I can’t speak for allergy sufferers, but gardeners have known for a long time now that something was afoot-we didn’t really need scientists and politicians telling us that. But what is there to do about it? As I see it, all we can do is plant our gardens earlier and then take our allergy pills and harvest later, but a more long term solution might include voting for those who don’t deny the reality that surrounds them.

Photo of the Earth and Sun is by NASA

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One of the best ways to find inspiration for your own garden is to see what other folks have done in theirs.  This year the perfect way to do so is by joining the Cheshire Housing Trust on their annual garden tour. Funds raised by the garden tour help Cheshire Housing Trust provide affordable housing to low and middle income families in the region.

This year the tour is this Saturday, June 25, and begins at 10:00 am. The Hampshire House on 86 Winter Street in Keene, on the corner of Winter and School Streets, will be the site of a plant sale, bake sale, and a garden market featuring perennials and crafts. The market opens at 9:00 am, and tickets can be purchased there on the day of the tour.

If you would like to save on tickets, they can be found at Agway in Keene, Peterborough and Walpole; the Cheshire Housing Trust Office; Horse and Buggy Feeds; In the Company of Flowers; Earth Treasures; the UNH Cooperative Extension Service; Maple Hill Nursery in Swanzey; People’s United Bank in Keene and Chesterfield; and the Toadstool Bookshop in Keene. Tickets are $12.00 in advance or $15.00 the day of the tour.  A tour map is included with the tickets, and participants drive to each location in their own vehicle. The tour is very informal, and there is no tour leader.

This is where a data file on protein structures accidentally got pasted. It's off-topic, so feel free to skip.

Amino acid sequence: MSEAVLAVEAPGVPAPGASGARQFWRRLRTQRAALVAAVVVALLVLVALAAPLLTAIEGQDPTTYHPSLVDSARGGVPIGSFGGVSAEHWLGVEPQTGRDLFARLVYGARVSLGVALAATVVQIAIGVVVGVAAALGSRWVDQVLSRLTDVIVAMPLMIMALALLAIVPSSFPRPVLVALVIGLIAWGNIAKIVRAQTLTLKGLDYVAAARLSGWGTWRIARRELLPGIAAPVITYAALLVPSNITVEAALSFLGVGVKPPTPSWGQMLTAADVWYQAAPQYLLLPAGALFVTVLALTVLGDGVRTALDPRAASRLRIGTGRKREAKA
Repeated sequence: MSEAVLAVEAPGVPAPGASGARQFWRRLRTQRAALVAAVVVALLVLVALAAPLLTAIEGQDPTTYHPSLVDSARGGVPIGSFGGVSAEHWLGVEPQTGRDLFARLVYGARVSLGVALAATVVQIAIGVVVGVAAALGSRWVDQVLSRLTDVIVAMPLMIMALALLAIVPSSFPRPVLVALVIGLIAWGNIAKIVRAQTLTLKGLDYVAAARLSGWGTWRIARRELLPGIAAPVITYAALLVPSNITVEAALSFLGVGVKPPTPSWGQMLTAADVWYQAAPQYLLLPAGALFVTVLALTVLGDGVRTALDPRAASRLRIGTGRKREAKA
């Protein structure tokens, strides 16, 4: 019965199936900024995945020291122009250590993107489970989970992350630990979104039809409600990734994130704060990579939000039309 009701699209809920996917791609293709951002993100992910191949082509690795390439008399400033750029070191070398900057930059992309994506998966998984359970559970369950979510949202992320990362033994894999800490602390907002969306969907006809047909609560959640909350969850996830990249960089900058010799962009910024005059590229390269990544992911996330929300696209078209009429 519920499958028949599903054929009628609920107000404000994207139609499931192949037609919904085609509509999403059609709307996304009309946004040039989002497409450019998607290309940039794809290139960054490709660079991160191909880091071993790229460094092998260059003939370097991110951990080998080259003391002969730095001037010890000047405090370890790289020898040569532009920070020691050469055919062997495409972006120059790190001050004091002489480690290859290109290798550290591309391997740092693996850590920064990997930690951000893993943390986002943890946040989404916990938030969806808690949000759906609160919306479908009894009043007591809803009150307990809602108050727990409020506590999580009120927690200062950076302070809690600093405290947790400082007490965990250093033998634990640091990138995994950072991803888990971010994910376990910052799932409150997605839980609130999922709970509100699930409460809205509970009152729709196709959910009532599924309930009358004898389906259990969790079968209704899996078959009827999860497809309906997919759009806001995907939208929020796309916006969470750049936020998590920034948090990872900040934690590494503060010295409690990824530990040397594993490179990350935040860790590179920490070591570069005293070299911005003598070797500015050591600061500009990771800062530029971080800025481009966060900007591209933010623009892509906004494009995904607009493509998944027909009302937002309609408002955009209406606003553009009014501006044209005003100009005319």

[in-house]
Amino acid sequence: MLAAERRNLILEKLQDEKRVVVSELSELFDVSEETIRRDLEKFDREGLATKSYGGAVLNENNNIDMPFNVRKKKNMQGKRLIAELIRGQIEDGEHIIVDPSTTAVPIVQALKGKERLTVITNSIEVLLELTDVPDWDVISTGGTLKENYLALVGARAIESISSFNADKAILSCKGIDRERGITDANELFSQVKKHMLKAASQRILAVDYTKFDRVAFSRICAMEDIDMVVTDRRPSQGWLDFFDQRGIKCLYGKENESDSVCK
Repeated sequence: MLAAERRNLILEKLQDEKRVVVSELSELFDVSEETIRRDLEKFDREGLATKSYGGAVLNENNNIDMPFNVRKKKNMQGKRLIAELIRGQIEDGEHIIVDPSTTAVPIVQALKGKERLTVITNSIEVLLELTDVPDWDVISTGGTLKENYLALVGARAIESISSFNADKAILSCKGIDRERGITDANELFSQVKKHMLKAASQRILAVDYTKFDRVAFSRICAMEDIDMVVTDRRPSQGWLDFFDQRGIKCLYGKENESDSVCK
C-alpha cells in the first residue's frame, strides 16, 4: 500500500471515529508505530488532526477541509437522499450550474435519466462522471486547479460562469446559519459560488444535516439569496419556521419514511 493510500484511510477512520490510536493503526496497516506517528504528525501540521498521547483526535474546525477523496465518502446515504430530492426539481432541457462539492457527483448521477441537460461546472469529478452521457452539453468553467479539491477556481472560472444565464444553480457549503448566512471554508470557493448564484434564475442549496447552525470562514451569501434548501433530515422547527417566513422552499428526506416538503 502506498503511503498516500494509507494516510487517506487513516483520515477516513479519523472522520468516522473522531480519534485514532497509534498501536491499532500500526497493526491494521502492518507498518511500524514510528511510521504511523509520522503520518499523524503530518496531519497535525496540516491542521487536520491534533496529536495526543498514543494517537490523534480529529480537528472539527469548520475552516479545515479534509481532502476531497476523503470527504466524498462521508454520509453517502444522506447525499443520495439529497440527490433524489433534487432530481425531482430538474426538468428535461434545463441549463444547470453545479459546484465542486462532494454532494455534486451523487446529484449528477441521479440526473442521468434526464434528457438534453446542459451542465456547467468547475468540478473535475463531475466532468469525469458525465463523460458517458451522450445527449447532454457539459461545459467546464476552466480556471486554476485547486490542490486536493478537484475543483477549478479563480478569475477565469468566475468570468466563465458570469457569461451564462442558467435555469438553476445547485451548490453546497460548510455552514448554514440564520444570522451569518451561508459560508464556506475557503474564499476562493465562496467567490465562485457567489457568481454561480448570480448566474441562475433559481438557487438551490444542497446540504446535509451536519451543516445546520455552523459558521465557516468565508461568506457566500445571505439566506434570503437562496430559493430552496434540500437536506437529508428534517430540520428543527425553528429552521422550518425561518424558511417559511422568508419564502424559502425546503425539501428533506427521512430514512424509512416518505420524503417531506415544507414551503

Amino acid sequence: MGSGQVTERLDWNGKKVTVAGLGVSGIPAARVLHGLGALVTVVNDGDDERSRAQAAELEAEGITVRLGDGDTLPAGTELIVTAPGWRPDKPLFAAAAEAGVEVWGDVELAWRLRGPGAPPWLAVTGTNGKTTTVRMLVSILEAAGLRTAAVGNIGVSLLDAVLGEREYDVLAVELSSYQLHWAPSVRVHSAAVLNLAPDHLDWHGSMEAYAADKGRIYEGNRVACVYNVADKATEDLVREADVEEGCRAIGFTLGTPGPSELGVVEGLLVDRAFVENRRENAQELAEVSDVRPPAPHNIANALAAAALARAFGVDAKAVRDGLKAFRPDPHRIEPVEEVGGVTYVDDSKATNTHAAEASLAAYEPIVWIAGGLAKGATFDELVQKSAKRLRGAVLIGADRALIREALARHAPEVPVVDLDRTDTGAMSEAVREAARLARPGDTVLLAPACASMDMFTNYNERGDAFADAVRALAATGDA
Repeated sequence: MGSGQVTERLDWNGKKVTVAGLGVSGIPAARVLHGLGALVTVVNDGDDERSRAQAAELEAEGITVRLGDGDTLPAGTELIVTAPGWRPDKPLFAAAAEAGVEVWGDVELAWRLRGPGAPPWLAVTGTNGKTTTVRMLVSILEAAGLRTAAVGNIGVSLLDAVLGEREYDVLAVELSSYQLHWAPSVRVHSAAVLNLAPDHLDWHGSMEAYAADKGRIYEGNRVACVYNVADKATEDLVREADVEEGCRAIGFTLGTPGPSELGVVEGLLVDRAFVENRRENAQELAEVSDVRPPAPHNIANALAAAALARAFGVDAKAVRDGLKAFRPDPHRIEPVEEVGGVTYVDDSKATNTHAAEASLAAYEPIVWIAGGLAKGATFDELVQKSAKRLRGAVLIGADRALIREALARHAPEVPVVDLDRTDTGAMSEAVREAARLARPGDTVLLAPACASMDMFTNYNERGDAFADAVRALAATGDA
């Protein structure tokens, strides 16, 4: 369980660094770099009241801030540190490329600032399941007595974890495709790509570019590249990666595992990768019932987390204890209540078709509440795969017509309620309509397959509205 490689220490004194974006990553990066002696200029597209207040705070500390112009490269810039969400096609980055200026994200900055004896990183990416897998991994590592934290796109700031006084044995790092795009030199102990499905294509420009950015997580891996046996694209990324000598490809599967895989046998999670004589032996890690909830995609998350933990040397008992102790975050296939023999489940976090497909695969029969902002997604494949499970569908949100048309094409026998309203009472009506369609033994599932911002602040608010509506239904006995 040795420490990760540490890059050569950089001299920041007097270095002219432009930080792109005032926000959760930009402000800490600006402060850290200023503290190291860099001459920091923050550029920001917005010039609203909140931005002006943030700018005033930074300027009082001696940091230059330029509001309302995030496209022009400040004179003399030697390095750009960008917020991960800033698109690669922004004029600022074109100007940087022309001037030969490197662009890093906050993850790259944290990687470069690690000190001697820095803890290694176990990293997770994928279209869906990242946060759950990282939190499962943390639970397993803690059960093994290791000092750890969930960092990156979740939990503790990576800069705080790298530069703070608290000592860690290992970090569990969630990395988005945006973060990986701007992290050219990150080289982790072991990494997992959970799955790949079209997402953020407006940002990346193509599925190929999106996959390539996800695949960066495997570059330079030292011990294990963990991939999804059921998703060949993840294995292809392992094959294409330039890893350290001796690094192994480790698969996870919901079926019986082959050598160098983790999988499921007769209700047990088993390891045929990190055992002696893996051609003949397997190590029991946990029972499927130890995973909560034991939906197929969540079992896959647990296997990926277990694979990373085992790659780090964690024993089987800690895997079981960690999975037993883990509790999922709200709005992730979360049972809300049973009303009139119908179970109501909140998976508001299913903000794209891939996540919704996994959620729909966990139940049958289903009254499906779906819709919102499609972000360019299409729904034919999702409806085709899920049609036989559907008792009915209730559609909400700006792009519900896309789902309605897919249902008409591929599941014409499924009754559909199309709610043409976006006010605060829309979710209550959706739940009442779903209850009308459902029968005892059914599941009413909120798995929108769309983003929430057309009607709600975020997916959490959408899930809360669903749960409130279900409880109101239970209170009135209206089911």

Those attending the tour should pay close attention not only to plants, but pathways, fencing, paved areas, arbors, water features, stonework, decking, patios, statuary, lawn edging, and other hardscape items in the gardens. You may see these materials and other items used in ways that you’ve never thought of, so a camera and / or notebook will come in handy. There will be a housing trust greeter at each location and the home owners will be available to answer questions, so don’t be afraid to ask.

The Cheshire Housing Trust depends on this tour to raise much needed funds, so please consider attending. The tour happens rain or shine, so keep an eye the weather forecast. For more information, call 603-357-7603. To see photos of last year’s tour, click here.

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If the dad in your life is a gardener, one of the best gardening tools I know of to give him for father’s day is a mattock. This tool has a (usually) forged steel head and a wooden or polymer handle. It is similar to the pickaxe with one side of the head a wide flat blade used for weeding, removing turf, chopping roots, digging, and prying. Where the sharp pick would be on a pickaxe, instead the mattock has a three tine cultivator. I have two; one with a 12 inch long handle I use for weeding and cultivating, and another with a 24 inch long handle for tough jobs like grubbing out roots and stones. Mattocks are relatively inexpensive; a good long handled one might cost $30.00 at most. This is the most useful hand gardening tool I own and I wouldn’t be without it.